By AlaskaWatchman.com

To address ongoing problems regarding accurate and timely death reporting, the Alaska Department of Health and Social Services (DHSS) is looking to train those who are involved with filling out death certificates.

The state is currently seeking quotes from vendors to provide training for death certifiers, funeral homes and medical examiners with the overall goal of improving the quality of Alaska’s death record registrations.

The Alaska Watchman sent several questions to DHSS regarding its plan to train death certifiers. The state’s responses note that Alaska has experienced chronic challenges which predate the Covid outbreak.

“The project to improve death reporting in Alaska was one that was intended to be implemented in 2020, but was delayed due to the pandemic,” DHSS responded, adding that preexisting problems were even more apparent during Covid.

Additionally, the state said it experienced further challenges following a cyberattack on the DHSS website, which meant that funeral homes and doctors had to complete death certificates on paper rather than online.

“This, of course, was not COVID specific but it did affect COVID death certificates,” the state said.

Furthermore, DHSS said it had “a handful of death certificates” that only stated “coronavirus” on the death certificate, which meant the state had to follow up to clarify the type of coronavirus.

“It is common practice for all death certificates to have a visual review by vital records staff for any obvious errors that require follow-up back with the certifier,” the state explained.

The proposed training course is not specific to COVID deaths, but there will be practical examples that may include COVID-19 deaths and guidance for filling out COVID death certificates.

Nationwide, the reporting of Covid deaths has been marked by controversy and considerable confusion in the medical community.

Overall, there is a death excess reported since Covid hit. Some of this is explained by a dramatic uptick in drug and alcohol overdoses and increased homicides. The CDC, however, has claimed that some of these deaths may actual be Covid deaths that were misclassified. This claim has been challenged, however, due to a lack of supporting evidence.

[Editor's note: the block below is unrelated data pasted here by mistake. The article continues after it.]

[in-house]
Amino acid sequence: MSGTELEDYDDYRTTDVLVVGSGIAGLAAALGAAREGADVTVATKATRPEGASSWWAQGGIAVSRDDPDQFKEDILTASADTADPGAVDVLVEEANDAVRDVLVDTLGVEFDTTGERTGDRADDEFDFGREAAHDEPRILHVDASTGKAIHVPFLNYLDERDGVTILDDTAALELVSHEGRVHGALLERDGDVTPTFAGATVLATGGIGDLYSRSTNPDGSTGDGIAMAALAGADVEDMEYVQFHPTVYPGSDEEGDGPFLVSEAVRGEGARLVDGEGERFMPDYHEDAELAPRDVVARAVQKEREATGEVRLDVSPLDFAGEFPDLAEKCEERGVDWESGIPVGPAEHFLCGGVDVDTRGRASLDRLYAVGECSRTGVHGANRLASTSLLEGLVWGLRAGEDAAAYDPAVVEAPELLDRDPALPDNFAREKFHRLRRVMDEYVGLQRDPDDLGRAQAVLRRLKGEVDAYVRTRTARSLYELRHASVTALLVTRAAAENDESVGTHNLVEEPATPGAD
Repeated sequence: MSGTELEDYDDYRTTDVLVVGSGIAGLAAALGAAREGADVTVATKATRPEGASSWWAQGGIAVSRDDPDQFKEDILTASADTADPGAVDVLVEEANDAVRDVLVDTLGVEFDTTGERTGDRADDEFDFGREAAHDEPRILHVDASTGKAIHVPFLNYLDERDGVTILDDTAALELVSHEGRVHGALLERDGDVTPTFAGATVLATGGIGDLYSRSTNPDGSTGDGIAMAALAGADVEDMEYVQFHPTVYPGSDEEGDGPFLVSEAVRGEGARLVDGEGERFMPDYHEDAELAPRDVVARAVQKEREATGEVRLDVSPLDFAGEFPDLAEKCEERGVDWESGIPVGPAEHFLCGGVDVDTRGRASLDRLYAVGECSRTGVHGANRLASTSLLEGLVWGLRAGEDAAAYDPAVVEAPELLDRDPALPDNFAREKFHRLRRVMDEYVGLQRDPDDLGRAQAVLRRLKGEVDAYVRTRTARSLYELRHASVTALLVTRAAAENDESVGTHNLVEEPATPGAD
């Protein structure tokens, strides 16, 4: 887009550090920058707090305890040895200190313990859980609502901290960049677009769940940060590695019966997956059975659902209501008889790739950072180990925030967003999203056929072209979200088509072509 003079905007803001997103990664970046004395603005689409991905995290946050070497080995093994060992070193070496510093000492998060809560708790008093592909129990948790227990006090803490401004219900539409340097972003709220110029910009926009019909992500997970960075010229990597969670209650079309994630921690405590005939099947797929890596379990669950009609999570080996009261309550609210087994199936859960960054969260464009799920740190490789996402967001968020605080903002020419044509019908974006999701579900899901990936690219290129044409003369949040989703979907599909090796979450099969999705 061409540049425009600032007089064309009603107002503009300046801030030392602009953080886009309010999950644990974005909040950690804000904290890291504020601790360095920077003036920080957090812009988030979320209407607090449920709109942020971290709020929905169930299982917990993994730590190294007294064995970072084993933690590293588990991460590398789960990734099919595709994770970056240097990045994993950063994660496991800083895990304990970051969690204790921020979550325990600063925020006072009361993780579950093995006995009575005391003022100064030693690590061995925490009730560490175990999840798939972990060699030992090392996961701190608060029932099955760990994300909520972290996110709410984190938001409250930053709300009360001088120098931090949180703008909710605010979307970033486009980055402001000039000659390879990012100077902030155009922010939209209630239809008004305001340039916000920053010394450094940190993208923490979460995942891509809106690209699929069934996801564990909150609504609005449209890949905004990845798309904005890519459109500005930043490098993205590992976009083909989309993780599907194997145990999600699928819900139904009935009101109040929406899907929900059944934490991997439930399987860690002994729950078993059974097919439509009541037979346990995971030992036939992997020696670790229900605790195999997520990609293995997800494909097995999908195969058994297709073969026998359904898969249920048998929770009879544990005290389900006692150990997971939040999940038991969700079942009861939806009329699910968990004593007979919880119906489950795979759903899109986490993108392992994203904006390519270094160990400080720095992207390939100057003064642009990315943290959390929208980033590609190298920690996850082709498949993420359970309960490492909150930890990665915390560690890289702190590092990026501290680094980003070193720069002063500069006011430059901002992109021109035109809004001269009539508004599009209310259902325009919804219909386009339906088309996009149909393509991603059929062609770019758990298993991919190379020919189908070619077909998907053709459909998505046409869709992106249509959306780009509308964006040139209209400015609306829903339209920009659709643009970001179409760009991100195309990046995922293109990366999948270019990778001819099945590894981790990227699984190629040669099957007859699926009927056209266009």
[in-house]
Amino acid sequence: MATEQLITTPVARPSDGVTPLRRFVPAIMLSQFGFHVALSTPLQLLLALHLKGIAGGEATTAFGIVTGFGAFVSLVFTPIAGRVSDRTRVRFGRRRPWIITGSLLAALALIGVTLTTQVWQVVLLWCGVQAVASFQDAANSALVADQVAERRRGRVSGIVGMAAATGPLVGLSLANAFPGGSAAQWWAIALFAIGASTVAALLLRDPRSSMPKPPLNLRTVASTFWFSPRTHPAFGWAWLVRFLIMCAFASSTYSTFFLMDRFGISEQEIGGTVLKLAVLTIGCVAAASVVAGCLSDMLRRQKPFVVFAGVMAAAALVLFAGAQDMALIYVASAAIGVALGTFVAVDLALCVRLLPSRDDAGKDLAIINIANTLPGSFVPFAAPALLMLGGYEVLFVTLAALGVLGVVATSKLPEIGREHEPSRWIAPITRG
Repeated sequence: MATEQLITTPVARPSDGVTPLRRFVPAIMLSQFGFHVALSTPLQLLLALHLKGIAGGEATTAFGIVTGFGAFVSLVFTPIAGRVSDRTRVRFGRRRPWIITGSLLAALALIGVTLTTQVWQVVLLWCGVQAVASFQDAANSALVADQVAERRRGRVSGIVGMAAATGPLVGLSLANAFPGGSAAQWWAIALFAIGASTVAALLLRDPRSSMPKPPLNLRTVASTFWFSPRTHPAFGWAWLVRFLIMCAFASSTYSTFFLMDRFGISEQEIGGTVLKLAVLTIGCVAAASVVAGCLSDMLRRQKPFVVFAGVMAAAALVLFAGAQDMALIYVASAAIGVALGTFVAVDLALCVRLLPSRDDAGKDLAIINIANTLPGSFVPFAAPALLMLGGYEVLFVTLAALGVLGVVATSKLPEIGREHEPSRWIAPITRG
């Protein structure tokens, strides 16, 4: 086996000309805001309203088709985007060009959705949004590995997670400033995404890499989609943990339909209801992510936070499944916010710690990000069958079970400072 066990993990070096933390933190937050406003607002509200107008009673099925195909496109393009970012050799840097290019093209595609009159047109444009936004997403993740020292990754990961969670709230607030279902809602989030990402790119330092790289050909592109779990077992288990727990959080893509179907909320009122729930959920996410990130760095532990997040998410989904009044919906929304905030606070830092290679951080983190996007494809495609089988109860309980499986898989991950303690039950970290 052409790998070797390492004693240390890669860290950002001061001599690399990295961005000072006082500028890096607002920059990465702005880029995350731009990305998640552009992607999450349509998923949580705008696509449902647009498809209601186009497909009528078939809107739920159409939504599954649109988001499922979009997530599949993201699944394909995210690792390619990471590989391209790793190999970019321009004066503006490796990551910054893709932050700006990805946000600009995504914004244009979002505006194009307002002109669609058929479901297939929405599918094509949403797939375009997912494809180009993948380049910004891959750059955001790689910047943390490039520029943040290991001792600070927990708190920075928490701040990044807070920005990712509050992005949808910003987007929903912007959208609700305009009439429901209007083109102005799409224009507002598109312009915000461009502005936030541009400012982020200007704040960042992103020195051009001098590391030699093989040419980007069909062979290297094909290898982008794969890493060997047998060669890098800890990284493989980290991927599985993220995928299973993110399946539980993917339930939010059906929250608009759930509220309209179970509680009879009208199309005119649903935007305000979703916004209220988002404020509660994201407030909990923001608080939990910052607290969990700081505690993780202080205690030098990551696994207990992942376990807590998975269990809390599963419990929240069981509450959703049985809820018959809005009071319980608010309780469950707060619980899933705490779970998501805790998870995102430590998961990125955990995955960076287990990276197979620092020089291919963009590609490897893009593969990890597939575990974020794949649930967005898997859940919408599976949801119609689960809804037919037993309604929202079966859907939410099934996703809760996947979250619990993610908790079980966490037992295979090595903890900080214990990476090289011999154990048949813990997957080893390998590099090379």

Others point to deaths associated with Covid shots as a possible explanation for increased U.S. deaths since 2020. Data from the CDC’s Vaccine Adverse Event Reporting System (VAERS) shows an explosion of deaths following Covid shots. As of Feb. 22, there have been more than 1.1 million adverse reactions following the Covid jab, and nearly 24,000 death reports.

Compared to the three decades prior to Covid-19 (1988 to 2018), VAERS records just 570,470 total adverse reactions and only 5,766 deaths following all vaccine types over a 30 year period.

The CDC website, however, claims that reports of death after Covid shots are “rare.” Furthermore, it asserts that “reports of adverse events to VAERS following vaccination, including deaths, do not necessarily mean that a vaccine caused a health problem.”

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Alaska aims to fix chronic ‘challenges’ regarding death reporting

Joel Davidson
Joel is Editor-in-Chief of the Alaska Watchman. Joel is an award winning journalist and has been reporting for over 20 years, He is a proud father of 8 children, and lives in Palmer, Alaska.